Critical reviews (by Lutheran pastors and church musicians) of books and other resources for Christian worship, preaching, and church music from a perspective rooted in Holy Scripture, the Lutheran Confessions and good common sense. LHP Quarterly Book Review asks, "Is it worth the money to buy, the time to read, the shelf space to store, and the effort to teach?"
Feed: internetmonk.com Posted on: Monday, October 08, 2012 10:01 AM Author: Chaplain Mike Subject: Fr. Ernesto on Music in Orthodox Worship
Note from CM: Fr. Ernesto Obregon has been one of IM's "liturgical gangstas" for a long time. He practices his faith in the Antiochan Orthodox tradition. We turn to him when we want insight into the theology and life of the Orthodox church. He blogs at OrthoCuban.
* * *
Orthodox worship involves the whole body and all its senses. One quote from an Orthodox website says, "Orthodox Church art and music has a very functional role in the liturgical life and helps even the bodily senses to feel the spiritual grandeur of the Lord's mysteries." In many Orthodox worship settings throughout the world, there are literally almost no spoken words. All words are chanted (sung). In fact, chanting styles have developed to try to guarantee that what is said is understood.
This is because in an Orthodox worship, the words that are being chanted are of supreme importance. There are different chanting styles, but they all have as a goal the making the words of the chant to be fully understandable. In fact, the words of an Orthodox worship have not varied in centuries, though sometimes certain words have been omitted. (Note: the translation of the words has obviously varied, but not the general words themselves.)
But, you need to understand that at its heart, the Orthodox see their music as connecting them to the music that is being sung by the angels and the elders at the foot of the throne of God (Rev. 4:8-11, Isa. 6:1-4, Eze. 3:12). Exodus 25 claims that the worship of Israel followed a heavenly pattern. The Book of Hebrews confirms that and further alludes to Christian worship also following that same heavenly pattern. "We have an altar from which those who minister at the tabernacle have no right to eat."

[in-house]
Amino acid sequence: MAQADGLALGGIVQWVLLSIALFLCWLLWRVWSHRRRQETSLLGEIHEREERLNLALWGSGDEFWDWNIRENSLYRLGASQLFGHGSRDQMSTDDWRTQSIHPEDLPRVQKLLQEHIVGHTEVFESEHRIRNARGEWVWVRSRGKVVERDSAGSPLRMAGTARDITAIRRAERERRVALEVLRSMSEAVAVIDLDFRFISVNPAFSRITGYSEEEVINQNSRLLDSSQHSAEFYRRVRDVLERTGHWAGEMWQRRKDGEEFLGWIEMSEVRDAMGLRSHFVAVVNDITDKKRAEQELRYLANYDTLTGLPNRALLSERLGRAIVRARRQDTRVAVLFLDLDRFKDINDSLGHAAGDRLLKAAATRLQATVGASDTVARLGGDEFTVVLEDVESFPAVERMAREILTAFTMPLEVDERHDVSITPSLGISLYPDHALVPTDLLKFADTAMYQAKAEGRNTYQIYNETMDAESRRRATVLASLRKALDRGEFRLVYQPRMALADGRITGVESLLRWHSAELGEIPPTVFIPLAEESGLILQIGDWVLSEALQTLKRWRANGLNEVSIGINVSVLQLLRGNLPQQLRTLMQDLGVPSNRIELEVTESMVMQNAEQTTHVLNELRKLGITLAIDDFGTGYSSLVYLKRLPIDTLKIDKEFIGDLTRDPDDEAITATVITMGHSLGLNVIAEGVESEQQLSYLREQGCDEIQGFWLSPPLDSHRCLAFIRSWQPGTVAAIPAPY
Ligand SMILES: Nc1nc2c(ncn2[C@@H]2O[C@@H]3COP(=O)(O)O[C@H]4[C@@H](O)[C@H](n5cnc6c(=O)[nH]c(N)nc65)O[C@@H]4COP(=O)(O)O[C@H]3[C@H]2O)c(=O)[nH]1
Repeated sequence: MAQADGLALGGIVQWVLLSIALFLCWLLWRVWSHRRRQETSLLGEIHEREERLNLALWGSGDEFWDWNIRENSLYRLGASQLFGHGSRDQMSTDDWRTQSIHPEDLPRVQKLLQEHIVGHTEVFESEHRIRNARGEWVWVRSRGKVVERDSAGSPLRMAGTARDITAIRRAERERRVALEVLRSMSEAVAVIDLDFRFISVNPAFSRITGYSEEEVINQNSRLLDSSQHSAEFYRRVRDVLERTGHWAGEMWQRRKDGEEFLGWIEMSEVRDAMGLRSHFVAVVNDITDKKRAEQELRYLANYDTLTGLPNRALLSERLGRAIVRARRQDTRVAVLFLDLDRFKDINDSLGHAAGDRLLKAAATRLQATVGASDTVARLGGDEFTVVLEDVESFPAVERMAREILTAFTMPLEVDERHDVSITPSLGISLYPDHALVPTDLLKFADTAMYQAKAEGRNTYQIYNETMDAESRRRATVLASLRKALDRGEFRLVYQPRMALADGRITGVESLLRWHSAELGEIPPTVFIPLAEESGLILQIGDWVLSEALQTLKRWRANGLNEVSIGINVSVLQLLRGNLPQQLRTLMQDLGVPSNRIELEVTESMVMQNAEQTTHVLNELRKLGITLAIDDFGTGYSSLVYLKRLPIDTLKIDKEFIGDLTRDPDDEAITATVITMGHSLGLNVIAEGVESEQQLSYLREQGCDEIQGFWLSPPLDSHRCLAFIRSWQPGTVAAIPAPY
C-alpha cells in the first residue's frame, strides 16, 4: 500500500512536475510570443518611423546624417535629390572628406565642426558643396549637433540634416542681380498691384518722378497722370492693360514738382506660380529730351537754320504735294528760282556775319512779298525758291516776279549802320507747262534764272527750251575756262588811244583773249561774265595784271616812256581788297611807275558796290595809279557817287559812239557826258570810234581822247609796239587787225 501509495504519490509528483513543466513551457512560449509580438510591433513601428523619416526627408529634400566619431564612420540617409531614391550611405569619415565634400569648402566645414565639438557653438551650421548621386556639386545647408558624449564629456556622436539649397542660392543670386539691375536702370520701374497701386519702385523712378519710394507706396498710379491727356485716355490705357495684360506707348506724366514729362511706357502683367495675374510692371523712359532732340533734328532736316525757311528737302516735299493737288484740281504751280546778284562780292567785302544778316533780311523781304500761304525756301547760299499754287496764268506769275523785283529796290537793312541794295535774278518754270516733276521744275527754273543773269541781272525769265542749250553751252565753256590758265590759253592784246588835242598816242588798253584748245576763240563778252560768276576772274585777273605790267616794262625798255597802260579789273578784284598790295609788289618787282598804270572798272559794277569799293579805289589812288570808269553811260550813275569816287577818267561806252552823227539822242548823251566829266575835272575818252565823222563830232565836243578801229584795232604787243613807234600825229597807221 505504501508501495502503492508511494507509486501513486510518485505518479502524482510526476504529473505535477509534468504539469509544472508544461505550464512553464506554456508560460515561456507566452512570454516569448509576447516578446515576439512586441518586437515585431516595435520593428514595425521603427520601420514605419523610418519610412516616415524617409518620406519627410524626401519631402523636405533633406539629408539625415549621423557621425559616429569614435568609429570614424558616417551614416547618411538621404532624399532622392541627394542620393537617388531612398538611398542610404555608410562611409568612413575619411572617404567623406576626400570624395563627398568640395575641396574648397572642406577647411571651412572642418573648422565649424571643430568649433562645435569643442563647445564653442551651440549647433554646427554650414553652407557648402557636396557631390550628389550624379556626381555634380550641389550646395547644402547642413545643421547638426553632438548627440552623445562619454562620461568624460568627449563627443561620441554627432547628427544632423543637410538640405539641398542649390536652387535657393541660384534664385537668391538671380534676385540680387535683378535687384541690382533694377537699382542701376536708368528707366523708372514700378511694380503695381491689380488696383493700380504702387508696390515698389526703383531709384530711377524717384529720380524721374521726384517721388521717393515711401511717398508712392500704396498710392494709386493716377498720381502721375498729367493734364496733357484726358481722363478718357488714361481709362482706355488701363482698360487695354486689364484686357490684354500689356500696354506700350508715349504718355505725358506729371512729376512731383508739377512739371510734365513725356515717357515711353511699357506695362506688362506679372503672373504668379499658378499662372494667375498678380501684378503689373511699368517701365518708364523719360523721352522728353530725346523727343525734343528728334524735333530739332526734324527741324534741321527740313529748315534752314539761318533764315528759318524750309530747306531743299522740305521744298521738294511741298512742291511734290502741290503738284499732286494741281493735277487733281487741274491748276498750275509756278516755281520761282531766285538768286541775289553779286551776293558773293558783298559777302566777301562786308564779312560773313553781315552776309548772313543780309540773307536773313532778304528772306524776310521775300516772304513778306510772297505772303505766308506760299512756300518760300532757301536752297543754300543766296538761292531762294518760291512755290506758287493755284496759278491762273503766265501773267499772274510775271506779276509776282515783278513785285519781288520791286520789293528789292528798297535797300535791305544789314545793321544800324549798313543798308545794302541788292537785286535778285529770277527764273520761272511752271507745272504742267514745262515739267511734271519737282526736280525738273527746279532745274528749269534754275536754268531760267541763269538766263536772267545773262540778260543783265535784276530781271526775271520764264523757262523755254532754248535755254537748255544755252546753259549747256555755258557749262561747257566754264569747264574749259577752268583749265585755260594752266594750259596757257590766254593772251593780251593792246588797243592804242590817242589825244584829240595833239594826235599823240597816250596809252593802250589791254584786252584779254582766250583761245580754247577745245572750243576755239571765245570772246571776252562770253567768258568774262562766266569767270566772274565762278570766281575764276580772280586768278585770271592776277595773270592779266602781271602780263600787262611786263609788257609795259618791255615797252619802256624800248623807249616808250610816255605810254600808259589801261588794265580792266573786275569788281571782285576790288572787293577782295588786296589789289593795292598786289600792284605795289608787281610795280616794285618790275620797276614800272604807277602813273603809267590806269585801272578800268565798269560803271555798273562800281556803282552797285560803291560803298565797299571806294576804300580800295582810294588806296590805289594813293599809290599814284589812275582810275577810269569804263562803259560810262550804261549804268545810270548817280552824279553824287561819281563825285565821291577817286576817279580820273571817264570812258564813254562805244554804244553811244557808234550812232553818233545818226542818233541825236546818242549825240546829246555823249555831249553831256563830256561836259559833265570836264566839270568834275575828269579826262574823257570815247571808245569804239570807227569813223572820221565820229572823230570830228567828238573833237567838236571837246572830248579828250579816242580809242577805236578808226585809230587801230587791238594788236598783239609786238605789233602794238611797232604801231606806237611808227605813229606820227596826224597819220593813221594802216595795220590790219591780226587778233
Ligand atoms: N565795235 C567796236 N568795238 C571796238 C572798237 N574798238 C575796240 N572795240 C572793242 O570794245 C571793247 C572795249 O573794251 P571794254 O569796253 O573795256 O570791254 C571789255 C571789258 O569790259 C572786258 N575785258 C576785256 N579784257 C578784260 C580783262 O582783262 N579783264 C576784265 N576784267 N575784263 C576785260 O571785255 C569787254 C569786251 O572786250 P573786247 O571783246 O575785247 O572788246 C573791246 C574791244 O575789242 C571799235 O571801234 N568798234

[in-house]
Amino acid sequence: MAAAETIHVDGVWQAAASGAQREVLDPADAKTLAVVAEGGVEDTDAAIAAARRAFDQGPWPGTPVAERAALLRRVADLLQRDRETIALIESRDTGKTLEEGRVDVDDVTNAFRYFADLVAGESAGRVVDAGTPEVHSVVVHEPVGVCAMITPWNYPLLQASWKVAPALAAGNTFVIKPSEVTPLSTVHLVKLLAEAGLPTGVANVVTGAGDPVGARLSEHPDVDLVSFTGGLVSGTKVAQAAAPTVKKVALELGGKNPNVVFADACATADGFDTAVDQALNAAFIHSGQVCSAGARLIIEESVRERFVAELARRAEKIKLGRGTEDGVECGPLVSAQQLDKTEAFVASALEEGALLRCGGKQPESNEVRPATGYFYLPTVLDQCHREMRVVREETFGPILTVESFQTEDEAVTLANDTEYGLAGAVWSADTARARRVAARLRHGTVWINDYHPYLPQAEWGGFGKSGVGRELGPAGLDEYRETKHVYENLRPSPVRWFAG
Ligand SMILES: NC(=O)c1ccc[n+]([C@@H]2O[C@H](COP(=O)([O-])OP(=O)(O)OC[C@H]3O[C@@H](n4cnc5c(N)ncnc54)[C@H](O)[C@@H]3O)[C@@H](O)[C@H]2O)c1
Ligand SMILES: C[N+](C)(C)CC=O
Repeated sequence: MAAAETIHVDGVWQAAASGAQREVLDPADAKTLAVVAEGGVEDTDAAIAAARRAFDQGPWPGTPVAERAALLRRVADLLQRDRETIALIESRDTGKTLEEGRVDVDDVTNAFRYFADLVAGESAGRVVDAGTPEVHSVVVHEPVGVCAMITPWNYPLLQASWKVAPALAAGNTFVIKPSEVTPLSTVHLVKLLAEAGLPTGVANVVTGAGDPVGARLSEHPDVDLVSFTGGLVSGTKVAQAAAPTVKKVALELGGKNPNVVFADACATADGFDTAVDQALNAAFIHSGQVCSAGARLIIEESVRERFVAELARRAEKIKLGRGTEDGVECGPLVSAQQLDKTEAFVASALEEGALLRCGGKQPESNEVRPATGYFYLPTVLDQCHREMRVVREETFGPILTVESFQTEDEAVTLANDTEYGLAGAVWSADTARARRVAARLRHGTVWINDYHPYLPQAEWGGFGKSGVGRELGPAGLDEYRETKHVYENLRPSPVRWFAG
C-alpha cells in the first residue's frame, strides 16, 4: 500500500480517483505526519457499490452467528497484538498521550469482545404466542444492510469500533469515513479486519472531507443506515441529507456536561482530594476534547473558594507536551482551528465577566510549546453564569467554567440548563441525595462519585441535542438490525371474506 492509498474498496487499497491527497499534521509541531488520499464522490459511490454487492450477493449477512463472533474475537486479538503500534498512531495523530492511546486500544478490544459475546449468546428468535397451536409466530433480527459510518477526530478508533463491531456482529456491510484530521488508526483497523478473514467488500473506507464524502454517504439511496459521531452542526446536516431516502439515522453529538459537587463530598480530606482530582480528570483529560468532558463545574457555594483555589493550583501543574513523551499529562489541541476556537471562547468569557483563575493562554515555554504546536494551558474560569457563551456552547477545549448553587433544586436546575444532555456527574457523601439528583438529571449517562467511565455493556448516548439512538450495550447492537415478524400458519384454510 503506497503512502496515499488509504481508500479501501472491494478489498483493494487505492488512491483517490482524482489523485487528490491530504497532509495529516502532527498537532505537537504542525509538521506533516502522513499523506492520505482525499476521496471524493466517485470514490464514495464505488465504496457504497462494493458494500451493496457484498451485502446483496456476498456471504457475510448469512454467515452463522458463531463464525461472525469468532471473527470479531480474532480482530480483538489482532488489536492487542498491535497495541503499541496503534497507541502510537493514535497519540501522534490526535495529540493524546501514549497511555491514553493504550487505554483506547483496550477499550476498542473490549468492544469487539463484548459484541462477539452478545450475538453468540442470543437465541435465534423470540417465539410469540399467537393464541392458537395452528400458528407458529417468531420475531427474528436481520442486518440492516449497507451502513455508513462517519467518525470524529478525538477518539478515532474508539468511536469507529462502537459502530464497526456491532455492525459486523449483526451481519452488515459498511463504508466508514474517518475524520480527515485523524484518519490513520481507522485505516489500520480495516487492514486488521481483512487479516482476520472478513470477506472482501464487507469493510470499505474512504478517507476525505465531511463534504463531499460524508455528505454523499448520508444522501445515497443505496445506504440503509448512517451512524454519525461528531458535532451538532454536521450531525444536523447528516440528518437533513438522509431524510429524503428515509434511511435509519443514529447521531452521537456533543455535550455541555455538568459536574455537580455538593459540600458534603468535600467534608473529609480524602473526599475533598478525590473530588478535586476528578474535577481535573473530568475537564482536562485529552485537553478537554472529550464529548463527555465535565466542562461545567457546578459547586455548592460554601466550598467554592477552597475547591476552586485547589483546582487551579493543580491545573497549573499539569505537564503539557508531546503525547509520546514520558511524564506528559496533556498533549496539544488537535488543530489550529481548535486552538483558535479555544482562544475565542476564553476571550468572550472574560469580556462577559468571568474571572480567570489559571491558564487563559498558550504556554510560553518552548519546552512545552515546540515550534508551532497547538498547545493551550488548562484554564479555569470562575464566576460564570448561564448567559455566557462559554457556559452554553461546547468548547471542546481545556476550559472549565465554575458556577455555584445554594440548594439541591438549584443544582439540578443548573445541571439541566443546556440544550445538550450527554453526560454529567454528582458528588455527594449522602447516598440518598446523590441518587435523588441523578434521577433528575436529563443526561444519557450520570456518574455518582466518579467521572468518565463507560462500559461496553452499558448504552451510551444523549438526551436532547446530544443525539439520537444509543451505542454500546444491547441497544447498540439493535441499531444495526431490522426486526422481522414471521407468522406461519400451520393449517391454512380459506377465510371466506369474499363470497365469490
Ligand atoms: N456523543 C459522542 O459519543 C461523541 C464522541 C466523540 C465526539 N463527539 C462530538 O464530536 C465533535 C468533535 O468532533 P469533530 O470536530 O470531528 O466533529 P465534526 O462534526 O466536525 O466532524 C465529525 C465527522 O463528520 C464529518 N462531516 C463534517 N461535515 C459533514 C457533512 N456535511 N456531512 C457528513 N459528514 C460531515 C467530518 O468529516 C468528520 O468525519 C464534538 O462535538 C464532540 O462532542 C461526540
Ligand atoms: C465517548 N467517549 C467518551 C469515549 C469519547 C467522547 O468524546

Music is not an option for the Orthodox or frosting on the cake. It is something which ought to be a part of every believer's life. Saint Ignatius of Antioch wrote, "You must every one of you join in a choir so that being harmonious and in concord and taking the keynote of God in unison, you may sing with one voice through Jesus Christ to the Father, so that He may hear you and through your good deeds recognize that you are parts of His Son."
When we chant, we chant Truth. When we sing, we join with the angels in heaven and the elders before the throne and the multitude from every tribe, nation, people, and language. When we chant, we pray to God. When we sing, we express our oneness and our fellowship is with God the Father through Jesus Christ so that He may hear us. When we chant we join ourselves to the Old Testament patriarchs and prophets, to the New Testament apostles, to the historic saints and martyrs of the Church, to both the Church Triumphant and the Church Militant. When we sing we join our Earthly experience to the heavenly realities.